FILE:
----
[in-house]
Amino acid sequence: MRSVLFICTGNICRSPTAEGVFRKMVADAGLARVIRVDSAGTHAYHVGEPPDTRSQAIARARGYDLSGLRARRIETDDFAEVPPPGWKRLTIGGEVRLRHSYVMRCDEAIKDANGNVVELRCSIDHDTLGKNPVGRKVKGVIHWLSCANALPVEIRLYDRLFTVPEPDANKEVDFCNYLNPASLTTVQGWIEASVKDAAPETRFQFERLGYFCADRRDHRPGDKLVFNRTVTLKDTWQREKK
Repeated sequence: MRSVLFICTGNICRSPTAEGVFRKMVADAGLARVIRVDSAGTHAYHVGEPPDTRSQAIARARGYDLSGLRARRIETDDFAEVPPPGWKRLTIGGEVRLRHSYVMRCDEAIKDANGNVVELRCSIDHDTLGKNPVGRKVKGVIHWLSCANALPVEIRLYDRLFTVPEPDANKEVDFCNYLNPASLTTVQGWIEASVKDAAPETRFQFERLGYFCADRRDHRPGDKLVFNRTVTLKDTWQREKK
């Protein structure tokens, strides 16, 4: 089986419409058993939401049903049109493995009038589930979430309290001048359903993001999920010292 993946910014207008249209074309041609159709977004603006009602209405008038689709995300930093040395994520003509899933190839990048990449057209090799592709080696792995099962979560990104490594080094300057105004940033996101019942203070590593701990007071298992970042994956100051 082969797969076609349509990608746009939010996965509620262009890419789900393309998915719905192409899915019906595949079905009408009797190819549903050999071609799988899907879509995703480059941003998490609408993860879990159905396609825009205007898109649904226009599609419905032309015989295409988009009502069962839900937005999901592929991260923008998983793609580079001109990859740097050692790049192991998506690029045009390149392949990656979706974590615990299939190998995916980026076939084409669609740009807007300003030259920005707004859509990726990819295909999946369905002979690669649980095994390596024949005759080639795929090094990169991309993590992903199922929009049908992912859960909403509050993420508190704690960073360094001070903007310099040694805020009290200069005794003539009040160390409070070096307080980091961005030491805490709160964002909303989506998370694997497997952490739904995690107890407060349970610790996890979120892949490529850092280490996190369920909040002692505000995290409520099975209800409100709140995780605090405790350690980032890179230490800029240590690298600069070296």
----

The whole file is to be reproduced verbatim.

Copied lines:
[in-house]
Amino acid sequence: MRSVLFICTGNICRSPTAEGVFRKMVADAGLARVIRVDSAGTHAYHVGEPPDTRSQAIARARGYDLSGLRARRIETDDFAEVPPPGWKRLTIGGEVRLRHSYVMRCDEAIKDANGNVVELRCSIDHDTLGKNPVGRKVKGVIHWLSCANALPVEIRLYDRLFTVPEPDANKEVDFCNYLNPASLTTVQGWIEASVKDAAPETRFQFERLGYFCADRRDHRPGDKLVFNRTVTLKDTWQREKK
Repeated sequence: MRSVLFICTGNICRSPTAEGVFRKMVADAGLARVIRVDSAGTHAYHVGEPPDTRSQAIARARGYDLSGLRARRIETDDFAEVPPPGWKRLTIGGEVRLRHSYVMRCDEAIKDANGNVVELRCSIDHDTLGKNPVGRKVKGVIHWLSCANALPVEIRLYDRLFTVPEPDANKEVDFCNYLNPASLTTVQGWIEASVKDAAPETRFQFERLGYFCADRRDHRPGDKLVFNRTVTLKDTWQREKK
């Protein structure tokens, strides 16, 4: 089986419409058993939401049903049109493995009038589930979430309290001048359903993001999920010292 993946910014207008249209074309041609159709977004603006009602209405008038689709995300930093040395994520003509899933190839990048990449057209090799592709080696792995099962979560990104490594080094300057105004940033996101019942203070590593701990007071298992970042994956100051 082969797969076609349509990608746009939010996965509620262009890419789900393309998915719905192409899915019906595949079905009408009797190819549903050999071609799988899907879509995703480059941003998490609408993860879990159905396609825009205007898109649904226009599609419905032309015989295409988009009502069962839900937005999901592929991260923008998983793609580079001109990859740097050692790049192991998506690029045009390149392949990656979706974590615990299939190998995916980026076939084409669609740009807007300003030259920005707004859509990726990819295909999946369905002979690669649980095994390596024949005759080639795929090094990169991309993590992903199922929009049908992912859960909403509050993420508190704690960073360094001070903007310099040694805020009290200069005794003539009040160390409070070096307080980091961005030491805490709160964002909303989506998370694997497997952490739904995690107890407060349970610790996890979120892949490529850092280490996190369920909040002692505000995290409520099975209800409100709140995780605090405790350690980032890179230490800029240590690298600069070296």